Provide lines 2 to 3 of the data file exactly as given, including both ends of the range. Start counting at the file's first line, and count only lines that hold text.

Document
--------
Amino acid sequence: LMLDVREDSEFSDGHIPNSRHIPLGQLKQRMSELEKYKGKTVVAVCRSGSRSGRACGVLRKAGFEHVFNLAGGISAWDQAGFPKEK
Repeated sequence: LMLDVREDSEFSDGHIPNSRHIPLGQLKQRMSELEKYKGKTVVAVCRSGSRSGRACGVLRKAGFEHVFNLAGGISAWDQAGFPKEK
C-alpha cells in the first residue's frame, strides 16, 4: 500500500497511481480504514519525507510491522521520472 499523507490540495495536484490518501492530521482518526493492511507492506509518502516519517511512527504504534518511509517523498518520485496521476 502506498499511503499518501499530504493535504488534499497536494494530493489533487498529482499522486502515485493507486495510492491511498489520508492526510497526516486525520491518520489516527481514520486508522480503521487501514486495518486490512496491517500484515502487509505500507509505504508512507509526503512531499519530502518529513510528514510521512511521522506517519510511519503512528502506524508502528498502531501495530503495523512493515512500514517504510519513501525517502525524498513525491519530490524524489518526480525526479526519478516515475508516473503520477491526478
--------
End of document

Repeated sequence: LMLDVREDSEFSDGHIPNSRHIPLGQLKQRMSELEKYKGKTVVAVCRSGSRSGRACGVLRKAGFEHVFNLAGGISAWDQAGFPKEK
C-alpha cells in the first residue's frame, strides 16, 4: 500500500497511481480504514519525507510491522521520472 499523507490540495495536484490518501492530521482518526493492511507492506509518502516519517511512527504504534518511509517523498518520485496521476 502506498499511503499518501499530504493535504488534499497536494494530493489533487498529482499522486502515485493507486495510492491511498489520508492526510497526516486525520491518520489516527481514520486508522480503521487501514486495518486490512496491517500484515502487509505500507509505504508512507509526503512531499519530502518529513510528514510521512511521522506517519510511519503512528502506524508502528498502531501495530503495523512493515512500514517504510519513501525517502525524498513525491519530490524524489518526480525526479526519478516515475508516473503520477491526478